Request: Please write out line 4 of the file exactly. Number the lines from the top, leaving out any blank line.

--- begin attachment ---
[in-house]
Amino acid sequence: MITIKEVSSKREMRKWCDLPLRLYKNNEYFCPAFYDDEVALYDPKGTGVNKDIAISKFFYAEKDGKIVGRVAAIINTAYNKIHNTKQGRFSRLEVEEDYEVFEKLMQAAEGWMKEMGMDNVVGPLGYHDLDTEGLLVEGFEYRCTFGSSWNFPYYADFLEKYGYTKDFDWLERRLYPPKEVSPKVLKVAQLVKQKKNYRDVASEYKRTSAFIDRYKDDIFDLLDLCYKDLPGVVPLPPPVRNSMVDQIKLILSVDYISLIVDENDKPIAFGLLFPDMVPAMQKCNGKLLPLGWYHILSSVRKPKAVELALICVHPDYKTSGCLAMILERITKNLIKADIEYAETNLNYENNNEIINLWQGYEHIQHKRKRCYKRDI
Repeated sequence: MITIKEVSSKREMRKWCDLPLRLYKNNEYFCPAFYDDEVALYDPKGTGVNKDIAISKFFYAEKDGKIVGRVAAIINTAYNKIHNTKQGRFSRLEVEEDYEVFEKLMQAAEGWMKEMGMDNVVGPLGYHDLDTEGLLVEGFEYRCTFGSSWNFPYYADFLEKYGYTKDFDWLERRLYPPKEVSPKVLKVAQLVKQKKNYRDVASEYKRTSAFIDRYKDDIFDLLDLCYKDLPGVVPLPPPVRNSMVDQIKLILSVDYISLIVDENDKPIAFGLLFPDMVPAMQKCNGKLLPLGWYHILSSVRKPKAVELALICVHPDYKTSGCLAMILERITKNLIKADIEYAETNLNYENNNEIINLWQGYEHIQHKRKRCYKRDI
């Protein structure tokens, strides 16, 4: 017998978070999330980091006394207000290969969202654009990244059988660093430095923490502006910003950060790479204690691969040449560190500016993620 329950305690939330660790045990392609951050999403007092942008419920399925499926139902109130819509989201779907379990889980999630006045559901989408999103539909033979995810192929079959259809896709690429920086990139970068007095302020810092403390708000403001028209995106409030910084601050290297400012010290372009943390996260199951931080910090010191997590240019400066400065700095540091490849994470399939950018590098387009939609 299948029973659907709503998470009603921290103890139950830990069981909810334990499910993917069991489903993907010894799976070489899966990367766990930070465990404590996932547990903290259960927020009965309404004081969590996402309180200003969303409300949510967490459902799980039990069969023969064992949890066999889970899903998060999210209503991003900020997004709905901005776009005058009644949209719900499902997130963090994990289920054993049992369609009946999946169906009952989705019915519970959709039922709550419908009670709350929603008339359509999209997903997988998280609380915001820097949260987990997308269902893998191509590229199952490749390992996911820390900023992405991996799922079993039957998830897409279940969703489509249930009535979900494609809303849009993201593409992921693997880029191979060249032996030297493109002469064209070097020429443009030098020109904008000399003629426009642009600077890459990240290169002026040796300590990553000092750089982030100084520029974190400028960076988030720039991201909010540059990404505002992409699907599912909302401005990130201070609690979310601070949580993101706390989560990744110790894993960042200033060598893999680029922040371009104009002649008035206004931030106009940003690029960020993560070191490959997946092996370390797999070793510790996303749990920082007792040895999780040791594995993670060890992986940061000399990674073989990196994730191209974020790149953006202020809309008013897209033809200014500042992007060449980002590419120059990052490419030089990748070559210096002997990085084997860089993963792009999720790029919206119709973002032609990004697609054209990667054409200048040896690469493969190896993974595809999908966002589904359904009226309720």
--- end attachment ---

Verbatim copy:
């Protein structure tokens, strides 16, 4: 017998978070999330980091006394207000290969969202654009990244059988660093430095923490502006910003950060790479204690691969040449560190500016993620 329950305690939330660790045990392609951050999403007092942008419920399925499926139902109130819509989201779907379990889980999630006045559901989408999103539909033979995810192929079959259809896709690429920086990139970068007095302020810092403390708000403001028209995106409030910084601050290297400012010290372009943390996260199951931080910090010191997590240019400066400065700095540091490849994470399939950018590098387009939609 299948029973659907709503998470009603921290103890139950830990069981909810334990499910993917069991489903993907010894799976070489899966990367766990930070465990404590996932547990903290259960927020009965309404004081969590996402309180200003969303409300949510967490459902799980039990069969023969064992949890066999889970899903998060999210209503991003900020997004709905901005776009005058009644949209719900499902997130963090994990289920054993049992369609009946999946169906009952989705019915519970959709039922709550419908009670709350929603008339359509999209997903997988998280609380915001820097949260987990997308269902893998191509590229199952490749390992996911820390900023992405991996799922079993039957998830897409279940969703489509249930009535979900494609809303849009993201593409992921693997880029191979060249032996030297493109002469064209070097020429443009030098020109904008000399003629426009642009600077890459990240290169002026040796300590990553000092750089982030100084520029974190400028960076988030720039991201909010540059990404505002992409699907599912909302401005990130201070609690979310601070949580993101706390989560990744110790894993960042200033060598893999680029922040371009104009002649008035206004931030106009940003690029960020993560070191490959997946092996370390797999070793510790996303749990920082007792040895999780040791594995993670060890992986940061000399990674073989990196994730191209974020790149953006202020809309008013897209033809200014500042992007060449980002590419120059990052490419030089990748070559210096002997990085084997860089993963792009999720790029919206119709973002032609990004697609054209990667054409200048040896690469493969190896993974595809999908966002589904359904009226309720």